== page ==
WEST CORNWALL HORTICULTURAL SHOW and WEST CORNWALL SPRING SHOW

The History

The story begins in 1924 with the first ever Spring Show, although back then it was an entirely commercial affair and began life as ”The Western Commercial Horticultural Show” and it was down to the vision of one man that it took place at all.

Captain HW Abbiss was a horticultural advisor working for Cornwall County Council and he realised the great potential of the early advantages afforded to the local growers of our very mild winters and warm springs. To capitalise this on behalf of the Iocal growers he conceived what became the earliest of the Horticultural Shows in the UK and ensured that the London markets and other markets throughout the country were fully aware of this early fresh Cornish bounty.

The major crop of course was broccoli, but other horticultural crops, particularly flowers such as the daffodil, anemone and violets which were aIl grown Iocally were also important in driving the early economy forward. Through Captain Abbiss’s efforts new and hardier strains and varieties were introduced and west Cornwall became a proving ground to test their suitability.

The first Spring Show took place on March 6 and march 7, at St John’s Hall, Penzance, and was opened by the President Lord St Levan, CB, CVQ. The event was supported by the Ministry of Agriculture, Cornwall County Council, the Great Western Railway Co and the Federation of British Growers.

There were classes for growers, salesmen, florists, package makers and amateurs and, despite the cold weather there was a magnificent display of flowers, fruit and vegetables.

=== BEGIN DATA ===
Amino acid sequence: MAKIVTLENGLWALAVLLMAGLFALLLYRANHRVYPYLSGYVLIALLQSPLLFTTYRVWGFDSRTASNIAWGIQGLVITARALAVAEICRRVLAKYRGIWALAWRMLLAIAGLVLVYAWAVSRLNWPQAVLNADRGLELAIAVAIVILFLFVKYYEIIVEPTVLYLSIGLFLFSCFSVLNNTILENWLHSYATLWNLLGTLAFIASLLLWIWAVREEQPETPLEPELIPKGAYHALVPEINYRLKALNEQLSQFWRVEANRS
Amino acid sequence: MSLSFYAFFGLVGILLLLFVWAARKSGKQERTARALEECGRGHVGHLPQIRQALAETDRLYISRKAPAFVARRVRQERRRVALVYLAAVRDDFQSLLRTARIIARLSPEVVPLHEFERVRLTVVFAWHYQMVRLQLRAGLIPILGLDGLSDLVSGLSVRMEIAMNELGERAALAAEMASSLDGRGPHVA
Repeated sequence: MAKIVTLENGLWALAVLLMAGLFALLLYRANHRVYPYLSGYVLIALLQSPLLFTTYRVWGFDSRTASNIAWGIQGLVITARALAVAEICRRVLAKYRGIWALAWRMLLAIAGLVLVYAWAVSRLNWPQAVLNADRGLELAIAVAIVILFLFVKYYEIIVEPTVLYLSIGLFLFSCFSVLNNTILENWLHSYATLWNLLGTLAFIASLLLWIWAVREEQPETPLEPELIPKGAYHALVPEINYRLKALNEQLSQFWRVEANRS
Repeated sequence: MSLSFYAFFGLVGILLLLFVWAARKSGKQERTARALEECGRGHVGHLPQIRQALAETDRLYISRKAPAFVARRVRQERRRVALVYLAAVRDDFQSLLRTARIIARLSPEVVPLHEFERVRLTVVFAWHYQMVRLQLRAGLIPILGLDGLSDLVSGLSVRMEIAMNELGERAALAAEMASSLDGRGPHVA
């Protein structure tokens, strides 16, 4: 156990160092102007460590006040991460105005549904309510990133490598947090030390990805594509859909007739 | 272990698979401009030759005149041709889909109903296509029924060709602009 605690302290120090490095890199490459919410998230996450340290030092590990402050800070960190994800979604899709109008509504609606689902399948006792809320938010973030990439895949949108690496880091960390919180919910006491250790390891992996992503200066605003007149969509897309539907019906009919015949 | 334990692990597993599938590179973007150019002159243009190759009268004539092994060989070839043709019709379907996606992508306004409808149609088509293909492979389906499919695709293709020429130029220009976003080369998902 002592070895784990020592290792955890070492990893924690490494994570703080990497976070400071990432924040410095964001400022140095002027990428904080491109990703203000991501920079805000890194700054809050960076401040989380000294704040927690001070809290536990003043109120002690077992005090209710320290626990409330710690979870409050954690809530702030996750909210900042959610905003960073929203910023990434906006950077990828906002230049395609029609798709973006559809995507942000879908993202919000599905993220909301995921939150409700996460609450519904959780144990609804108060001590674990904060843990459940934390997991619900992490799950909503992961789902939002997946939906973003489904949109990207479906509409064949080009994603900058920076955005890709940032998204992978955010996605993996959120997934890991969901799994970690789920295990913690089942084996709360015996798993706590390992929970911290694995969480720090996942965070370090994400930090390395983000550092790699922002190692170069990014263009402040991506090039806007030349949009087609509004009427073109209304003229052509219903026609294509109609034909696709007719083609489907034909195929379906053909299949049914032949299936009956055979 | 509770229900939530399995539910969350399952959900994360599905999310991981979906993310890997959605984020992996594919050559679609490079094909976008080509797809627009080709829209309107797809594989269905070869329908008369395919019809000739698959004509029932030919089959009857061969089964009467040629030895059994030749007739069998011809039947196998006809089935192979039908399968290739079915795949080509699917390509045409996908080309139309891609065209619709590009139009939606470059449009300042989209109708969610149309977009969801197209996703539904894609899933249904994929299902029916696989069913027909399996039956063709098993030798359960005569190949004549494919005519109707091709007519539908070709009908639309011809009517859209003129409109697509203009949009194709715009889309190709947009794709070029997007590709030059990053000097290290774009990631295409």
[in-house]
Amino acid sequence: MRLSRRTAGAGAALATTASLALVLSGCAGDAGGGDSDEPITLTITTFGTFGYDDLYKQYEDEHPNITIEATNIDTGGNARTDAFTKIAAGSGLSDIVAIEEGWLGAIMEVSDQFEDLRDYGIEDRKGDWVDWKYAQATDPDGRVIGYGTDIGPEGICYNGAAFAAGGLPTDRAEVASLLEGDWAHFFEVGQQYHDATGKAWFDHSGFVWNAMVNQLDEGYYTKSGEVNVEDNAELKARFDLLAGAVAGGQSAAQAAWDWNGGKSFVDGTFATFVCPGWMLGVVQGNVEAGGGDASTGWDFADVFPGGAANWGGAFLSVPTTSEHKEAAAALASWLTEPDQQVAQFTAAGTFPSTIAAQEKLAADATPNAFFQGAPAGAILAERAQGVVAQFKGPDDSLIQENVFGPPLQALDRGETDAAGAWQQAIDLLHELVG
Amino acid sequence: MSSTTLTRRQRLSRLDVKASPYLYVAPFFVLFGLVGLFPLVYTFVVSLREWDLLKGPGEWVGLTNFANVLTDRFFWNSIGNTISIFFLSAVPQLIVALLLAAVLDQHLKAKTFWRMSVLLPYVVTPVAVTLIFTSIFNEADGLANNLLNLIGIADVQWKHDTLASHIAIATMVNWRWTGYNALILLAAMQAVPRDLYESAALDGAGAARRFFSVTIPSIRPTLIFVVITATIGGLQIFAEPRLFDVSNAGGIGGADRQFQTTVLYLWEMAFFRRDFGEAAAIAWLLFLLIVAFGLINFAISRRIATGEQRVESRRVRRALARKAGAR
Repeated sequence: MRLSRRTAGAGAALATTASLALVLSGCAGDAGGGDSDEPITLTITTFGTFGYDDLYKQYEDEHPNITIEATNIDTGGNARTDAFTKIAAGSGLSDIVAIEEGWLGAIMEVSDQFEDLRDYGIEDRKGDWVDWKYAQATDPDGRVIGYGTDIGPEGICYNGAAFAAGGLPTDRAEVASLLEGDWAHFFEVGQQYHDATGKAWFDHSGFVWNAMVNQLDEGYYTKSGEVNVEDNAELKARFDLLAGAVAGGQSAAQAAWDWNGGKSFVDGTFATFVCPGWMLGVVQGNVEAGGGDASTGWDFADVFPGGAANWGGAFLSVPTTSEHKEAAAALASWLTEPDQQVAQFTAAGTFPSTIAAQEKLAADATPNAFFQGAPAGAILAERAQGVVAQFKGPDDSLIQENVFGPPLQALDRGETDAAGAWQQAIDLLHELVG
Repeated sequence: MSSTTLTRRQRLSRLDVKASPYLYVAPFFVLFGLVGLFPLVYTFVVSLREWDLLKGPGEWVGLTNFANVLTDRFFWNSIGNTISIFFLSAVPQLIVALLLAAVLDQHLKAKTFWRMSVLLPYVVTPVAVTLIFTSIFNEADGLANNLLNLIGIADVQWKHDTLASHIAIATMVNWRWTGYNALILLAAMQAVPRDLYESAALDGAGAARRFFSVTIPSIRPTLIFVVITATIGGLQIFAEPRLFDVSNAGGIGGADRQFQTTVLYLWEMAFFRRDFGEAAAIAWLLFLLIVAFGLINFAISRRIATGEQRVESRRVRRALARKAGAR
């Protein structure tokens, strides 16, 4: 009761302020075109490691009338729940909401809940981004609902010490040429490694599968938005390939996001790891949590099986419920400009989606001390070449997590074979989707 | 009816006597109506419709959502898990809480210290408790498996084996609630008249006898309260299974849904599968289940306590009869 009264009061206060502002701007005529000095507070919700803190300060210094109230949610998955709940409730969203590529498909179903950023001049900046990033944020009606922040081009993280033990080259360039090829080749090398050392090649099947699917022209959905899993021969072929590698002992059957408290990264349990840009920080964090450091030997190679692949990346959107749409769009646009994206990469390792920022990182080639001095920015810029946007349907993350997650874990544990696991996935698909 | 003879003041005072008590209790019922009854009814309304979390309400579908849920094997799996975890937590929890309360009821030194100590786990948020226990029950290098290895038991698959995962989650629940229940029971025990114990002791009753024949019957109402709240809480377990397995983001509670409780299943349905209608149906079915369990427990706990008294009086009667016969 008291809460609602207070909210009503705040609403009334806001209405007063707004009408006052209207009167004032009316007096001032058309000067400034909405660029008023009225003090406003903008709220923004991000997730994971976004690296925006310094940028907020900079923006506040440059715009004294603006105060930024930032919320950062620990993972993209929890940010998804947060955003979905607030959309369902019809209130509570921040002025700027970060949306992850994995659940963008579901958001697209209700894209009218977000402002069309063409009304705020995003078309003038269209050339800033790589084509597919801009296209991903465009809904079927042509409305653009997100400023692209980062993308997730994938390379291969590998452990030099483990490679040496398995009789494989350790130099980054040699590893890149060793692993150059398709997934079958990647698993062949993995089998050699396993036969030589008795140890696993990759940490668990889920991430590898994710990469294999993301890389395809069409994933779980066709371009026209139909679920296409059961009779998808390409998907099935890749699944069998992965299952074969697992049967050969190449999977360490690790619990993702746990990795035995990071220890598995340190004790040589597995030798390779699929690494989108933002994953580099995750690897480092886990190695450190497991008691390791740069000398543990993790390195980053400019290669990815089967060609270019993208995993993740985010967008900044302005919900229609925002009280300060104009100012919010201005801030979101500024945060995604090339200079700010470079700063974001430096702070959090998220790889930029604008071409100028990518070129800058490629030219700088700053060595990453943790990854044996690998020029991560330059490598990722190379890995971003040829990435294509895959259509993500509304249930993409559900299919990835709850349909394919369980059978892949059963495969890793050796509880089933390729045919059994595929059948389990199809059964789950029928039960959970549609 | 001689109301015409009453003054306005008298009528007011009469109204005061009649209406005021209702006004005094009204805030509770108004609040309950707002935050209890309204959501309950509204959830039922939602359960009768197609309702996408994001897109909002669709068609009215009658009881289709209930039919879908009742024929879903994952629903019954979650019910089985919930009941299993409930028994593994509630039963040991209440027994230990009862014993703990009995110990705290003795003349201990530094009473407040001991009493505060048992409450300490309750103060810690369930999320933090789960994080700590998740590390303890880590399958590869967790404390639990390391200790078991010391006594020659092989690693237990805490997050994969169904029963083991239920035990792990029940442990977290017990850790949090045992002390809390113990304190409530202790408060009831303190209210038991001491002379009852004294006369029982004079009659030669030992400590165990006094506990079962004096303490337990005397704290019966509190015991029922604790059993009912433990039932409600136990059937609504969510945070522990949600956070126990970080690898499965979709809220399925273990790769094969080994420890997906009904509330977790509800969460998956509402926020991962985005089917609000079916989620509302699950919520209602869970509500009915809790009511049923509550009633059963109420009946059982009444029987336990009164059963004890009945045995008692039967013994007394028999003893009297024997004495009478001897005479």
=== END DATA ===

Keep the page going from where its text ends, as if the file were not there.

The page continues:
The object of the exhibition was mainly educational; to educate the Iocal growers to the demands of growing, packing, grading, the motto of the time being Boom British Produce.

CH Oldham, of the Ministry of Agriculture, gave a demonstration in packing and grading, there were various talks and a conference was held. T Robins Bolitho, one of the patrons of the show, sent a magnificent collection of plants in bloom that adorned the front of the platform to the delight of the visitors that such beautiful blooms could be produced in the district and Messrs Boase & Co, Penzance, had one of the many impressive displays with a magnificent collection of fruits imported from Florida and the Cape and Roscoff Broccoli.

Classes included as follows, broccoli, cabbage, potatoes, rhubarb, vegetables, mushrooms, fruit and flowers.

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